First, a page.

Can I Sell My House If I Have a Fixed Rate Mortgage?

Yes, you can, but let’s look at what that means.

A fixed rate mortgage locks your interest rate for a set period. This could be anywhere from two to ten years. This setup means your monthly payments stay the same, making budgeting easier.

However, selling your house during this period can have implications. The key point here is that while you can sell at any time, there might be extra costs. These are linked to how the fixed rate affects your mortgage terms. 

An image confirming that it’s possible to sell a house even in a fixed rate mortgage.

What Happens If I Sell My House Before the Mortgage Term is Up?

When you sell your house before your fixed rate mortgage term ends, there are a few financial matters to handle. 

Firstly, you might have to pay an early repayment charge (ERC). 

This fee is for the interest your lender will miss out on. ERCs usually range from 1% to 5% of what you still owe.

How much you pay depends on how long is left on your fixed term. For example, if you’re in the first year of a five-year term, the ERC could be higher than if you’re in the fourth year.

Here’s what else happens: when you sell, the money from the sale pays off your mortgage.

If your home sells for more than the mortgage balance, any extra money after paying the ERC and other selling costs is yours. 

However, if the sale doesn’t cover your mortgage and the ERC, you’ll need to pay the difference, known as a mortgage shortfall.

You might use your savings for this or perhaps work out a payment plan with your lender.

Let’s say your mortgage balance is £200,000 and the ERC is 3%, you would pay £6,000 for the ERC. 

If your house sells for £210,000, you pay off the £200,000 mortgage and the £6,000 ERC, and you keep the remaining £4,000. If the sale price doesn’t cover everything, you need to make up the shortfall.

These fees can affect when you decide to sell your house. Knowing these details helps you plan better and pick the best time to sell, avoiding hefty fees.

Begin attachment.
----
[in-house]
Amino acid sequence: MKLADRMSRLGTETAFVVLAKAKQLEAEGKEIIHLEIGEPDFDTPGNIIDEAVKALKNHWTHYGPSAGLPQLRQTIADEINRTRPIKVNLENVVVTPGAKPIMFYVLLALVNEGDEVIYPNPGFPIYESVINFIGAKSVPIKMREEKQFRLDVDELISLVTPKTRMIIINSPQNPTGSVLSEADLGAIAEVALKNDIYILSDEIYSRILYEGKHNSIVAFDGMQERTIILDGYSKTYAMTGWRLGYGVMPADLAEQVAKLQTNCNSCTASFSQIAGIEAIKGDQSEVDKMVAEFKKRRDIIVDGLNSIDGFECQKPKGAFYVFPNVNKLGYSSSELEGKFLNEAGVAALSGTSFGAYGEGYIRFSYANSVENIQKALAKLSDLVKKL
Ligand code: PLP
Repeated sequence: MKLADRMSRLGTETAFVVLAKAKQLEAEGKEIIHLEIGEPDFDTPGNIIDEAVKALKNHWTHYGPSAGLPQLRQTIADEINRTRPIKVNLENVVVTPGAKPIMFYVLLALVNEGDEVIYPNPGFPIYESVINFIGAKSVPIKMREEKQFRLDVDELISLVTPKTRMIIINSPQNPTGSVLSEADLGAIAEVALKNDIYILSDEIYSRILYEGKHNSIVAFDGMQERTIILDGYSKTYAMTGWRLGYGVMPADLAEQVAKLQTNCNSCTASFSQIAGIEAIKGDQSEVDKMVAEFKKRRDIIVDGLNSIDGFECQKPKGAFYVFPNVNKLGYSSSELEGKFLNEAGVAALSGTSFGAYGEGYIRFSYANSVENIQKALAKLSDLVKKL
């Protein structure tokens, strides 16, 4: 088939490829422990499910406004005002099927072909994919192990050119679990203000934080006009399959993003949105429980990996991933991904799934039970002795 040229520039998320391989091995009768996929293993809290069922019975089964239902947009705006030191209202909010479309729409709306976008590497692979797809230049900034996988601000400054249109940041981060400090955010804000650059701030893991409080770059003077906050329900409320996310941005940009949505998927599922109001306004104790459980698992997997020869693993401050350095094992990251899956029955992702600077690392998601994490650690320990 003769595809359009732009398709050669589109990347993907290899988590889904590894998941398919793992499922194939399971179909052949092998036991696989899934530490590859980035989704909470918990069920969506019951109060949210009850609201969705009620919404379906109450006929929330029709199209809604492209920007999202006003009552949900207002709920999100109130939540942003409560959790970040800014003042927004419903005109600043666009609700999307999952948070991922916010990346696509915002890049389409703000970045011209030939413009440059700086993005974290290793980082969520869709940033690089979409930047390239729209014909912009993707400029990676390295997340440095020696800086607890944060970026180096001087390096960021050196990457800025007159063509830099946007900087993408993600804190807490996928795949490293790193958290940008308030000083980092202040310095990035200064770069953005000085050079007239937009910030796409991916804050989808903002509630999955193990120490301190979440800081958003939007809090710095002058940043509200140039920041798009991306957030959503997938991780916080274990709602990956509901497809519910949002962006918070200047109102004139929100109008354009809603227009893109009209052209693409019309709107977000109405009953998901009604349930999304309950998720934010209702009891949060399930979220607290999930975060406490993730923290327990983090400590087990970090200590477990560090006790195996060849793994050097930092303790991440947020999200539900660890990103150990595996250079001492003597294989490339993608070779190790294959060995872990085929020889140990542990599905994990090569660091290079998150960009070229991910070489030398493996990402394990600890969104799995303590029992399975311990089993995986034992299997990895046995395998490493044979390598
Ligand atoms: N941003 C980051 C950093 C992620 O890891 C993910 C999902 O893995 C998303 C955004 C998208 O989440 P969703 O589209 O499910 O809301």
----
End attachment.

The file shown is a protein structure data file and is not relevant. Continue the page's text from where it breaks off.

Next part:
Image to show what happens when selling a house with a fixed rate mortgage. Clue: paying off ERCs, your mortgage balance, and any other selling costs. Remaining money from the sale becomes yours.

When Is The Best Time To Sell My House With A Mortgage?

Every situation is unique, so there’s no one-size-fits-all answer to this question. 

But here are some ideal scenarios where it might be best to sell your house, even if you have a fixed-rate mortgage and might face an Early Repayment Charge (ERC):

  • When your fixed-rate period is about to end. You might avoid large ERCs if you wait just a bit longer.
  • If house prices are high and you can make a good profit, even after paying any ERCs.
  • When you need to move for a new job or personal reasons, and it can’t wait until the mortgage term ends.
  • If you’re downsizing and the money saved on cheaper living costs outweighs the ERC.
  • When interest rates are low, and you can secure a new mortgage at a better rate even after paying the ERC.
  • If you’ve found your dream home and it might not be available later, it could be worth the extra cost now.
  • When changes in your personal life mean you need to change your living situation quickly.

Choosing the right time depends on balancing costs with your personal needs and market conditions.

What Are The Ways To Sell My House With A Mortgage?

You’ve got TWO options: porting your mortgage or remortgaging. Here’s what you need to know about each option.

An infographic comparing porting a mortgage and remortgaging.

Porting Your Mortgage

Porting your mortgage means you take your current mortgage deal and move it to your new house. It’s useful if you’re happy with your mortgage’s interest rate and terms. 

This way, you can AVOID paying early repayment charges, which can be costly. But, porting isn’t always possible. 

Your lender will need to approve the new property, which must meet their lending criteria. They might also ask you to pass an affordability test again to make sure you can still manage the payments. 

If the new house is more expensive, you might need to borrow more, and this part could be at a different rate.


If porting is not possible, one common choice is applying for a new mortgage, or remortgaging. 

This means you start fresh with a new mortgage deal. And this might be a good choice if you find a better interest rate or more suitable terms.

With remortgaging, you can adjust the loan amount to better fit your new property’s price, especially if it’s higher.